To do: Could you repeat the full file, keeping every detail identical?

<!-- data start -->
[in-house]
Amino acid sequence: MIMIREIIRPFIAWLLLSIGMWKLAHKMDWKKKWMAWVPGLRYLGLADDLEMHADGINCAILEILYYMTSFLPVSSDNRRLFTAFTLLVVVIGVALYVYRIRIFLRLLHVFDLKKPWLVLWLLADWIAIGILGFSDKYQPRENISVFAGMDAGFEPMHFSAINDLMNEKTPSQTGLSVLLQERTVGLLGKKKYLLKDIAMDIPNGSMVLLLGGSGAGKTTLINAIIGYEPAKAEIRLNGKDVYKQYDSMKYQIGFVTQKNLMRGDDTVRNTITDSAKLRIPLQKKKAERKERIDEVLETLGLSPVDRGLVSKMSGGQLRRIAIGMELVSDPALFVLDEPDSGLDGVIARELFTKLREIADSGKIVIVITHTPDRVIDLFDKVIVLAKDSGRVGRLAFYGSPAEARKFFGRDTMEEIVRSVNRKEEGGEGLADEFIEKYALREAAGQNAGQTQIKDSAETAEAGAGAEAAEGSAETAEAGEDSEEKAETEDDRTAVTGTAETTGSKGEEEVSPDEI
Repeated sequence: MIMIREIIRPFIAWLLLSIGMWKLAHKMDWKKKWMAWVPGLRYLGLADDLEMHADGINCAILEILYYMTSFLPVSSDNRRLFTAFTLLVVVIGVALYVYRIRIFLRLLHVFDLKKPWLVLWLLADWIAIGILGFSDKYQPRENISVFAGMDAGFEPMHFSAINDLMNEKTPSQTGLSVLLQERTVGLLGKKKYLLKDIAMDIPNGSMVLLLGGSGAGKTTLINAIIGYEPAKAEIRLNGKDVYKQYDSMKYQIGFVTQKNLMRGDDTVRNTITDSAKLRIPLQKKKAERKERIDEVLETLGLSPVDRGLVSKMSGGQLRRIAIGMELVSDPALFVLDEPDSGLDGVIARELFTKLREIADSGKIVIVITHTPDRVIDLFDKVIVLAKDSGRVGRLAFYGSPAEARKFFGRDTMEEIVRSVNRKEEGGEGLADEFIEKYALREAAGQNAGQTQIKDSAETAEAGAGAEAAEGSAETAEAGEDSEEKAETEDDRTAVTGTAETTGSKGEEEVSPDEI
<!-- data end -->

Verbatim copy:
[in-house]
Amino acid sequence: MIMIREIIRPFIAWLLLSIGMWKLAHKMDWKKKWMAWVPGLRYLGLADDLEMHADGINCAILEILYYMTSFLPVSSDNRRLFTAFTLLVVVIGVALYVYRIRIFLRLLHVFDLKKPWLVLWLLADWIAIGILGFSDKYQPRENISVFAGMDAGFEPMHFSAINDLMNEKTPSQTGLSVLLQERTVGLLGKKKYLLKDIAMDIPNGSMVLLLGGSGAGKTTLINAIIGYEPAKAEIRLNGKDVYKQYDSMKYQIGFVTQKNLMRGDDTVRNTITDSAKLRIPLQKKKAERKERIDEVLETLGLSPVDRGLVSKMSGGQLRRIAIGMELVSDPALFVLDEPDSGLDGVIARELFTKLREIADSGKIVIVITHTPDRVIDLFDKVIVLAKDSGRVGRLAFYGSPAEARKFFGRDTMEEIVRSVNRKEEGGEGLADEFIEKYALREAAGQNAGQTQIKDSAETAEAGAGAEAAEGSAETAEAGEDSEEKAETEDDRTAVTGTAETTGSKGEEEVSPDEI
Repeated sequence: MIMIREIIRPFIAWLLLSIGMWKLAHKMDWKKKWMAWVPGLRYLGLADDLEMHADGINCAILEILYYMTSFLPVSSDNRRLFTAFTLLVVVIGVALYVYRIRIFLRLLHVFDLKKPWLVLWLLADWIAIGILGFSDKYQPRENISVFAGMDAGFEPMHFSAINDLMNEKTPSQTGLSVLLQERTVGLLGKKKYLLKDIAMDIPNGSMVLLLGGSGAGKTTLINAIIGYEPAKAEIRLNGKDVYKQYDSMKYQIGFVTQKNLMRGDDTVRNTITDSAKLRIPLQKKKAERKERIDEVLETLGLSPVDRGLVSKMSGGQLRRIAIGMELVSDPALFVLDEPDSGLDGVIARELFTKLREIADSGKIVIVITHTPDRVIDLFDKVIVLAKDSGRVGRLAFYGSPAEARKFFGRDTMEEIVRSVNRKEEGGEGLADEFIEKYALREAAGQNAGQTQIKDSAETAEAGAGAEAAEGSAETAEAGEDSEEKAETEDDRTAVTGTAETTGSKGEEEVSPDEI